Group sues university over refusal to publish ad in alumni magazine
A group of faculty, students and alumni at Rutgers University has sued the school for refusing to publish an ad submitted to the alumni magazine urging the school to focus more on academics and less on athletics.
The Rutgers 1000 Alumni Council contends the university violated its First Amendment free-speech rights when it rejected the display ad submitted to Rutgers Magazine.
The ad, which carried the headline “For Rutgers Alumni — A Time to Choose,” included a quote from Nobel Prize-winning economist and Rutgers alumnus Milton Friedman: “Universities exist to transmit knowledge and understanding of ideas and values to students, not to provide entertainment for spectators or employment for athletes.”
The university refused to publish the ad, saying that its policy was not to carry any “advocacy ads” in the magazine.
In November 1998, the university also refused to run a classified ad placed by Rutgers 1000 to announce the goals of the organization and provide the group's address.
With assistance from the American Civil Liberties Union of New Jersey, Rutgers 1000 sued in state court on April 19, claiming that the state university's refusal to run the ad violates both the First Amendment and the free-speech provision of the New Jersey Constitution.
The university's “refusal of the advertisement was due, in whole or in part, to a custom, policy, pattern or practice of discrimination against political or advocacy speech,” the group alleges in its lawsuit, Rutgers 1000 Alumni Council v. Rutgers, The State University of New Jersey.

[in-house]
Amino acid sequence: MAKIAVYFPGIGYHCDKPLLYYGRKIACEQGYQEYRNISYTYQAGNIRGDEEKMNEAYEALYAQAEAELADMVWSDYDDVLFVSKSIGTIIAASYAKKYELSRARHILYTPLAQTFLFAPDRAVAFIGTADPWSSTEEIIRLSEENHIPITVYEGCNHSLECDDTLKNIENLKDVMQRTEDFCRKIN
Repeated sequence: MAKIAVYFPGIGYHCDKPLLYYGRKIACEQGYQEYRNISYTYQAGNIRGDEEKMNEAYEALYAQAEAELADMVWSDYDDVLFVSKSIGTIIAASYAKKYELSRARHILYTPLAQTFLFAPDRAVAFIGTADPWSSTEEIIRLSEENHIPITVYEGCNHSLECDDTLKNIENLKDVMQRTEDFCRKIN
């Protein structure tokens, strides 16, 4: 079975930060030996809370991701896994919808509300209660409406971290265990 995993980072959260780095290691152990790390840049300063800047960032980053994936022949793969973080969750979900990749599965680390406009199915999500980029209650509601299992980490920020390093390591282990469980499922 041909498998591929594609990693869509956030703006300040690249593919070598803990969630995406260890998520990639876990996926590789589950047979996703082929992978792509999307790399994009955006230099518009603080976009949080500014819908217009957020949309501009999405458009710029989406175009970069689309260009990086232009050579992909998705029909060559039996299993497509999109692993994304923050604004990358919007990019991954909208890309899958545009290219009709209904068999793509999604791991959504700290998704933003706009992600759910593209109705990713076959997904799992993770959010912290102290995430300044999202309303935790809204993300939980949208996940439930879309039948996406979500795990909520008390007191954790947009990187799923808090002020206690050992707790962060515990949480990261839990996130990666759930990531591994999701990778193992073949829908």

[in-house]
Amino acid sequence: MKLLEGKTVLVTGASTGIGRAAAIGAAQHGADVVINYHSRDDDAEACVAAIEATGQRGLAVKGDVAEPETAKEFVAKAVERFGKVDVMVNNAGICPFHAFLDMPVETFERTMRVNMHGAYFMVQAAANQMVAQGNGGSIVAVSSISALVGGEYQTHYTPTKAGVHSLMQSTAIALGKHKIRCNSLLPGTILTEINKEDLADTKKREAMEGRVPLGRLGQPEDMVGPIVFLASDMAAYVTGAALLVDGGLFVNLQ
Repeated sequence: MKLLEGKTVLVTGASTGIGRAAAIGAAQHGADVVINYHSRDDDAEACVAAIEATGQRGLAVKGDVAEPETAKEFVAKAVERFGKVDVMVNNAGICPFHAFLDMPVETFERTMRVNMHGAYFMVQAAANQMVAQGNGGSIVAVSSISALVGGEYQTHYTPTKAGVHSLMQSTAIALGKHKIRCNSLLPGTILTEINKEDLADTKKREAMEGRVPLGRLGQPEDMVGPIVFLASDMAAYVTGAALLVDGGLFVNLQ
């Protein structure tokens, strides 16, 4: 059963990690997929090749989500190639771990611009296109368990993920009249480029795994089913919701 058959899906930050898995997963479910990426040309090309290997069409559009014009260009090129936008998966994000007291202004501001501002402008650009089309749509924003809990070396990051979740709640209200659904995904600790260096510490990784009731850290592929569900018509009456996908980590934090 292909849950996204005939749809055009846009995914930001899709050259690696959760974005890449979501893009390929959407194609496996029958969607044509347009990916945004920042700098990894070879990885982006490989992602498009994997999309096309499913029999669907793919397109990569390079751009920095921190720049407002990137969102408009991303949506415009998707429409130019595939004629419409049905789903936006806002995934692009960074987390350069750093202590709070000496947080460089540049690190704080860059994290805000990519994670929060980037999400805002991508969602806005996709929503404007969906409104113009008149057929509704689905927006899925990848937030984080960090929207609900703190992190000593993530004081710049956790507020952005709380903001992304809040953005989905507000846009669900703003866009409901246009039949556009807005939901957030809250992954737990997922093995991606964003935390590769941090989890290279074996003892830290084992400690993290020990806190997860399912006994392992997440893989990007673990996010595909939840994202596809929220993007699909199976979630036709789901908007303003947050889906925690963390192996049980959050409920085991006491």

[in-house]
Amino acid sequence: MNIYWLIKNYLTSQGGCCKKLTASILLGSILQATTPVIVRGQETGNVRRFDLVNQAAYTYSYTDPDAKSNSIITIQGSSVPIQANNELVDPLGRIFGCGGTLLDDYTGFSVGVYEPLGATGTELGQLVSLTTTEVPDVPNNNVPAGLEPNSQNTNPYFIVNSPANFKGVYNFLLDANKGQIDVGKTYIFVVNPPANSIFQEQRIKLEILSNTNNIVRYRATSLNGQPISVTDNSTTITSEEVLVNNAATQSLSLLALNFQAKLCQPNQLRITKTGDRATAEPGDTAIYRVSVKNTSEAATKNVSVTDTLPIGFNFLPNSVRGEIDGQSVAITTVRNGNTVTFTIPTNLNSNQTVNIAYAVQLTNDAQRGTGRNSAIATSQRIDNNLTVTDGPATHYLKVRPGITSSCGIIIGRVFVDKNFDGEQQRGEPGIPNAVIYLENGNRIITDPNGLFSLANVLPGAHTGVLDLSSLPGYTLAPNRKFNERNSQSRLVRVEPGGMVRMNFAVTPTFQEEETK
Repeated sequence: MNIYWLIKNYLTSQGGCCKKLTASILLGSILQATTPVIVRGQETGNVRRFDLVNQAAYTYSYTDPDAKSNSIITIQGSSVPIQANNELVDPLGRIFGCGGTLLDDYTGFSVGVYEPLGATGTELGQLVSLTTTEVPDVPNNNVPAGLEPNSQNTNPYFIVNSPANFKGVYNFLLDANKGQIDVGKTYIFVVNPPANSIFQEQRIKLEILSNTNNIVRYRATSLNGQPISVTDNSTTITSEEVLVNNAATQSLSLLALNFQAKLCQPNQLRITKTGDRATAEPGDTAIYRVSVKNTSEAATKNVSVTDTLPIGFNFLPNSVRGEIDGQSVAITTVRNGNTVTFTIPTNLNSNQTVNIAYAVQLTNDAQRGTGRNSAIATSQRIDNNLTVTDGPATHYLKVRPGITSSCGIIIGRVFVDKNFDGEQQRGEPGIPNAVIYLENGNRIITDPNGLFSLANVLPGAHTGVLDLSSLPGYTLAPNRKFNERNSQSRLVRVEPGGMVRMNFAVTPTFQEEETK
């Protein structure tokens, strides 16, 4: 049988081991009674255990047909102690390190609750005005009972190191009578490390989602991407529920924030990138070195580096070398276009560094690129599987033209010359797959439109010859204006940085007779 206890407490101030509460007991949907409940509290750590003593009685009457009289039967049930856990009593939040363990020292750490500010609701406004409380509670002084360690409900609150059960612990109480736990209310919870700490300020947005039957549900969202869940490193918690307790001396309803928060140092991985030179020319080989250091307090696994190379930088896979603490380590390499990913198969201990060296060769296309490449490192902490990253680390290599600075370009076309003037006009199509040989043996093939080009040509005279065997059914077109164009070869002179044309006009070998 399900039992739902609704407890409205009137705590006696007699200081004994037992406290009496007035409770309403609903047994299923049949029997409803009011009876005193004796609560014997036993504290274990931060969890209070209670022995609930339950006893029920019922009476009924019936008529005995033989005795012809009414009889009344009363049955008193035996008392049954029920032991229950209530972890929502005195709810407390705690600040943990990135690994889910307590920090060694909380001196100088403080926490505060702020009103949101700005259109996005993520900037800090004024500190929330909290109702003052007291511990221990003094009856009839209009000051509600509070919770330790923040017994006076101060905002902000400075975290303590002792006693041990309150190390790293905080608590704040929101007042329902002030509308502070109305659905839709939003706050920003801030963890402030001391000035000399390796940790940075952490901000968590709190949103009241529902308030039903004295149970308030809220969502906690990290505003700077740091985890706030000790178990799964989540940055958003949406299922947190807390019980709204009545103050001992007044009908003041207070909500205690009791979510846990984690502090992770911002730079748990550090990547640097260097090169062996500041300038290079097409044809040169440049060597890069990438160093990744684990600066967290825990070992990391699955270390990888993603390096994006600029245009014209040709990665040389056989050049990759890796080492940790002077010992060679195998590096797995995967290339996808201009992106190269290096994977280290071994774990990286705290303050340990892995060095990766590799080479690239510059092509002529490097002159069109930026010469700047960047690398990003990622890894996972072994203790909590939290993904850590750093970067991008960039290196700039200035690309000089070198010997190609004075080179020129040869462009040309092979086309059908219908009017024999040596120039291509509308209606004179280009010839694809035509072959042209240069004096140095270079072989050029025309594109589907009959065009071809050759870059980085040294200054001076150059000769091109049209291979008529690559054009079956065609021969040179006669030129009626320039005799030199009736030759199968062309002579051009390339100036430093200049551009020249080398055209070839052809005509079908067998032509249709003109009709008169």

Flavio Komuves, the group's attorney, says “political advertising is entitled to the highest degree of constitutional protection.” He said: “We don't think the university as a governmental actor can exclude dissenting viewpoints when the reason given for squelching the dissenting viewpoint is the exclusion of all advertising about ideas.”
Rutgers University counsel refused to comment on the lawsuit to the First Amendment Center, sending instead a copy of the news release issued the day the suit was filed. According to the statement by University Counsel David R. Scott: “Based on our preliminary review, Rutgers feels that the constitutional arguments raised by the ACLU are without merit and that the actions of Rutgers Magazine with respect to this matter will be upheld as entirely constitutional and proper.”
At least one free-speech expert questions whether the alumni magazine had to accept the ad. “A reasonable person would not conclude that the pages of an alumni magazine were a public forum in which all subjects and viewpoints were invited,” Vanderbilt University law professor Tom McCoy said.
“Rather, a reasonable observer would intuitively know that an alumni magazine serves certain special public-relations purposes and only material consistent with those purposes would ever be included,” McCoy said.
McCoy said the case could well turn on “whether, in spite of the articulated policy given by the university, the university accepted a wider range of ads thereby suggesting the existence of a public forum.”